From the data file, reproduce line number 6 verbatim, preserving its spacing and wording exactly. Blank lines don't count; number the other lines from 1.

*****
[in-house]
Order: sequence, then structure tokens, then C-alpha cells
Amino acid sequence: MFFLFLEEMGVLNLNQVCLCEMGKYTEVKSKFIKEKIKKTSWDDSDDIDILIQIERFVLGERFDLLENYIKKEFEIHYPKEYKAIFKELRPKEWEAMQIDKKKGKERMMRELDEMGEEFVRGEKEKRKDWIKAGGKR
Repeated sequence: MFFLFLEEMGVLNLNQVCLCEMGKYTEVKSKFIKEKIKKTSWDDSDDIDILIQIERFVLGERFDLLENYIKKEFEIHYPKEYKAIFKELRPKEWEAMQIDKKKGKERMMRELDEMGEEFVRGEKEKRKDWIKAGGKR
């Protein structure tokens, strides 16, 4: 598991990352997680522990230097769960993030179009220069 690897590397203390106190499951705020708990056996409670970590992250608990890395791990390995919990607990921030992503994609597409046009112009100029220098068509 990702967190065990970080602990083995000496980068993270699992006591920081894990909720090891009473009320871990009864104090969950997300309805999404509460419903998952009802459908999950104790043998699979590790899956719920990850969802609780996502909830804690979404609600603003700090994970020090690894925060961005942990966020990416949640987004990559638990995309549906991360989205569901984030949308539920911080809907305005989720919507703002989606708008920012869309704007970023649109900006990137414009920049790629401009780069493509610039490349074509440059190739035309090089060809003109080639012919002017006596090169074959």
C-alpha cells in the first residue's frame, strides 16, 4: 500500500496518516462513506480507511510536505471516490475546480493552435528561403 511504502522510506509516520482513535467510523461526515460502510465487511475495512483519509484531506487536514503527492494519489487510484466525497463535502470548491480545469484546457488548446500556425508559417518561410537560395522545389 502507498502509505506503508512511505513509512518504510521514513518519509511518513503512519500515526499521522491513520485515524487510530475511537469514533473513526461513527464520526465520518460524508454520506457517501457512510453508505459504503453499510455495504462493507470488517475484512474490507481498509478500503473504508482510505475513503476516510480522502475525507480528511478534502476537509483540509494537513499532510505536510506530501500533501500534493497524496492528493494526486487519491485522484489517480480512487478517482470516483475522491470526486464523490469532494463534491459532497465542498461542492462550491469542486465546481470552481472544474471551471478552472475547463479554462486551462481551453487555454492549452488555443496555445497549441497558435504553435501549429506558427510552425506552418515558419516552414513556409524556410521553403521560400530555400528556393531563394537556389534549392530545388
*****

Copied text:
C-alpha cells in the first residue's frame, strides 16, 4: 500500500496518516462513506480507511510536505471516490475546480493552435528561403 511504502522510506509516520482513535467510523461526515460502510465487511475495512483519509484531506487536514503527492494519489487510484466525497463535502470548491480545469484546457488548446500556425508559417518561410537560395522545389 502507498502509505506503508512511505513509512518504510521514513518519509511518513503512519500515526499521522491513520485515524487510530475511537469514533473513526461513527464520526465520518460524508454520506457517501457512510453508505459504503453499510455495504462493507470488517475484512474490507481498509478500503473504508482510505475513503476516510480522502475525507480528511478534502476537509483540509494537513499532510505536510506530501500533501500534493497524496492528493494526486487519491485522484489517480480512487478517482470516483475522491470526486464523490469532494463534491459532497465542498461542492462550491469542486465546481470552481472544474471551471478552472475547463479554462486551462481551453487555454492549452488555443496555445497549441497558435504553435501549429506558427510552425506552418515558419516552414513556409524556410521553403521560400530555400528556393531563394537556389534549392530545388